Print is the medium to invest in right now if you want to grab the attention of your audience.
According to eye-tracking specialists Lumen, print advertising is currently generating 21% more attention than the norm for the medium. Some 88% of press ads run during the week of 18th to 25th March were viewed compared with an average view rate of 75%. Two-thirds (66%) of viewable digital ads were noticed compared with an average of 55% for desktop digital tests conducted in the past six months.
Dwell time – the amount of time spent actually looking at the ads – has also remained relatively strong. The average dwell time with digital ads in tests run last month was 1.5 seconds, slightly down from the Lumen average of 1.9 seconds. Dwell time with print advertising, on the other hand, increased slightly from 2.1 seconds to 2.2 seconds.
But if you want to create warmth and love for your brand – during the pandemic or once the virus has died out – you need a marketing strategy which makes the most of print’s unique qualities.
Let’s look at some of the most effective print campaigns of the Coronavirus pandemic to see how brands and governments alike are using the medium to its full effect.
A trusted voice
Governments throughout Europe have recognised just how important the print industry is in disseminating official messages in a way that resonates with the general public.
In the UK, the government joined forces with the news media for the “All in, all together” campaign. The three-month advertising partnership between the government and the newspaper industry sought to further amplify public information, campaigns and messaging in a style and tone more familiar to readers.
Commenting on the partnership, Minister for the Cabinet Office Michael Gove spoke about the news media as a “trusted voice” and how it has the “ability to reach isolated communities”. It’s important to remember that one in 10 UK adults has never used the internet, while an estimated 4.3m have no demonstrable digital skills, according to data from the Office of National Statistics.
So far, the partnership has yielded a banded content element and a cover wrap reinforcing the “Stay at home” message.
Turning caring into cash
Print has also shown itself to be a highly emotive medium during the pandemic.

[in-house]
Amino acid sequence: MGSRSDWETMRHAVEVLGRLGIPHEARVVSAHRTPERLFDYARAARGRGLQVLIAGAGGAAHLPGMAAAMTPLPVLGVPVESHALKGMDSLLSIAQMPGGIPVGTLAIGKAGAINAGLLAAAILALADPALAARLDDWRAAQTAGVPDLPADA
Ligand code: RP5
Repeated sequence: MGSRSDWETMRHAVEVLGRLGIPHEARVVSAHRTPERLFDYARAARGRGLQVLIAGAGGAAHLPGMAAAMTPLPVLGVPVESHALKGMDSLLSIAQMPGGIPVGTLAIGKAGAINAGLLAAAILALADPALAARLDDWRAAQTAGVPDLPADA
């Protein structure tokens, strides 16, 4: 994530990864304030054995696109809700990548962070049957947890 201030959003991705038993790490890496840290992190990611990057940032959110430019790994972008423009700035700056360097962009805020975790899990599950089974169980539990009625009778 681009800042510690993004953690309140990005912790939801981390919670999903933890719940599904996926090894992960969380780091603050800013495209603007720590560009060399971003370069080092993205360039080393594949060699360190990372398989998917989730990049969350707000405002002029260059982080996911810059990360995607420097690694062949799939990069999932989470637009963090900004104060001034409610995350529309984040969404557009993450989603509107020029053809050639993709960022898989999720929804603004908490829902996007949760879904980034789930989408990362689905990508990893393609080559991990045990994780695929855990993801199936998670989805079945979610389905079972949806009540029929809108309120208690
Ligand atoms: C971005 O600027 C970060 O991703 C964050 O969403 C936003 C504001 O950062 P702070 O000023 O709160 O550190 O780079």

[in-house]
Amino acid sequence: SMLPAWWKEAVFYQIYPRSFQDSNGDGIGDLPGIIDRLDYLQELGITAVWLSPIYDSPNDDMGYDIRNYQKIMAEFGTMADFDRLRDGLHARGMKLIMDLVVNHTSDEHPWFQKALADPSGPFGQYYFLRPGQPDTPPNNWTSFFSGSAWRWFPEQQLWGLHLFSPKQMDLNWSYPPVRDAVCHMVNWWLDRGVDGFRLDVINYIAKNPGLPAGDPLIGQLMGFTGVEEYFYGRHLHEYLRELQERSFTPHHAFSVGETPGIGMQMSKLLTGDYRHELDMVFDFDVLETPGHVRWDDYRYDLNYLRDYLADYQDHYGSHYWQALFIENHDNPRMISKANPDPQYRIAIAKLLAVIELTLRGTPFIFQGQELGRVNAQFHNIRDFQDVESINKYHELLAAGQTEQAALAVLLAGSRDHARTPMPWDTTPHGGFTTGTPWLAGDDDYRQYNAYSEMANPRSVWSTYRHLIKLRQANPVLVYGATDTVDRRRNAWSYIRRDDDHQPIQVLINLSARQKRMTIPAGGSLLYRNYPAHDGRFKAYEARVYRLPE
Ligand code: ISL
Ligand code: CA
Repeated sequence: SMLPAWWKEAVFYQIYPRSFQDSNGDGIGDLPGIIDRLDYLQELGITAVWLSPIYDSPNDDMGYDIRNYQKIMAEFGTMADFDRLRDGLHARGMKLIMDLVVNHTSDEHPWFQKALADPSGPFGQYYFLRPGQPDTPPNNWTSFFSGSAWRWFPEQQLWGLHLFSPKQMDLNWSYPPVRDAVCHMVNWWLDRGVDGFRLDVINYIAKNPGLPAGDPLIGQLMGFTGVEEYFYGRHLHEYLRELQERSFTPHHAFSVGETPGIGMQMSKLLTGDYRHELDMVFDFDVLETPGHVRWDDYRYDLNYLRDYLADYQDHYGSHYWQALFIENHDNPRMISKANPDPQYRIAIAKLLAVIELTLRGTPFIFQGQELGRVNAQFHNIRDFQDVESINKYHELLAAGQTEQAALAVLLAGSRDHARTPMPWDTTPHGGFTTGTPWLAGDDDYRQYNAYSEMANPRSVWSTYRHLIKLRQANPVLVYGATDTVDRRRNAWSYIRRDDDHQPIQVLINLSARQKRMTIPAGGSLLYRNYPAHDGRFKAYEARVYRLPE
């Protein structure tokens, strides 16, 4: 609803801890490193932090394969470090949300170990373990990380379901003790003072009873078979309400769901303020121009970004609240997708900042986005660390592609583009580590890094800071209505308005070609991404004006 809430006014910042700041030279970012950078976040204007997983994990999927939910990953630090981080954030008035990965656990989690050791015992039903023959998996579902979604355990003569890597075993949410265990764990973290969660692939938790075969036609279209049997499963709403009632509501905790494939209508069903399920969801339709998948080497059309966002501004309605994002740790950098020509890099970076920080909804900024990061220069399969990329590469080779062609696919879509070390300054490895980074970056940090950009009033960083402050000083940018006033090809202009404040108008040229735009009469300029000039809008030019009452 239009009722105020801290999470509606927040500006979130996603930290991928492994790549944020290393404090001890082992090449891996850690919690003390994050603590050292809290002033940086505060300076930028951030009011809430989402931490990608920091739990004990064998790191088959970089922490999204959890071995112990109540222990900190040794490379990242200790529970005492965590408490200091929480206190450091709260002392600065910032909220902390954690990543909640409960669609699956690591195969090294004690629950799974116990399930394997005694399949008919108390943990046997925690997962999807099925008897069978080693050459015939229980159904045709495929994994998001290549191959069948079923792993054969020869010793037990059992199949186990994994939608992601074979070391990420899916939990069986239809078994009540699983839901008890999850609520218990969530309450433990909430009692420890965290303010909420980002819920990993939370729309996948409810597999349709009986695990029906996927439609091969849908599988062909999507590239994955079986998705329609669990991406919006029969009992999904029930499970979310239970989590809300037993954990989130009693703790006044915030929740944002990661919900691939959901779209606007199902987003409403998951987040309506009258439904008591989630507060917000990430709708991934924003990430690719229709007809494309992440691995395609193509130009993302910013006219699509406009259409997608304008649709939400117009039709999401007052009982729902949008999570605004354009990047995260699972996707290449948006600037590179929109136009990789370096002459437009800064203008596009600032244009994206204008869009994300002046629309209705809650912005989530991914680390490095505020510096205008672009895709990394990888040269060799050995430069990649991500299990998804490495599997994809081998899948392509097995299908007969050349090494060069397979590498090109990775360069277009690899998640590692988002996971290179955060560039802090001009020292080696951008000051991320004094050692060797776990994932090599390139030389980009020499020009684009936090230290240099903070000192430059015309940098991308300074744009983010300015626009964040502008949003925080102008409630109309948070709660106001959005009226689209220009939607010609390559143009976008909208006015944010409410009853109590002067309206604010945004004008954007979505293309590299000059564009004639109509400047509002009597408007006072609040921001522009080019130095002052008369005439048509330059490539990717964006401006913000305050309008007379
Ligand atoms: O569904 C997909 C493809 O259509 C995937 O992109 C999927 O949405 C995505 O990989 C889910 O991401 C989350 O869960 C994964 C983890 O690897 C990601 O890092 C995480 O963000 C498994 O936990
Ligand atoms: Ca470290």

UK newspapers The Sun and The Times have both run fundraising campaigns during the outbreak.The Sun’s Who Cares Wins appeal has raised over £1 million, with the money going towards helping hospital staff on the frontline. Meanwhile,The Times’ Coronavirus Charity Appeal, supporting charities Family Action and The Big Issue Foundation, has also raised more than £1 million.
Who said you need moving images accompanied by weepy backing music to capture the kind hearts of your audience?
Creating brand warmth through your marketing strategy
But perhaps we’ve said the best until last. In fact, data, insights and consulting company Kantar has found the following campaign to be the most effective of the pandemic so far…
Using print as its primary campaign channel, Heinz has pledged to give 12 million free breakfasts to school children at risk of starting their day hungry.
The campaign, launched in response to closure of schools, has not only grabbed people’s attention; it’s done the brand no harm at all either, suggests Kantar.
The firm gave the ad 98 (out of 100) for long-term return potential and 89 for short-term sales likelihood. It also scored 98 for brand memorability and 99 for creating warmth and love for the brand.
By comparison, McCain’s ‘Here’s To Everyone #stayhome’ TV ad scored 32 on long-term, 27 on short-term and only 17 on brand memorability, while Bird’s Eye’s ‘What’s for Tea’ TV ad scored 43, 36 and 44 respectively.
Commenting on how to create a winning marketing strategy during the pandemic, Kantar said: “The brands that win out are those that pursue a creative and distinctive creative platform, through a powerful and original human insight that resonates deeply, or through a unique brand vision or purpose.”
In contrast, ads which “don’t have anything different to stay” are struggling to cut through.
The power of print is being used by both brands and governments, as we progress through the pandemic, with campaigns that harness the medium’s innate trustworthiness, reach and affectional qualities.
But the marketing strategy has to be right, bringing something new to the table, if you want a campaign to cut through the noise right now.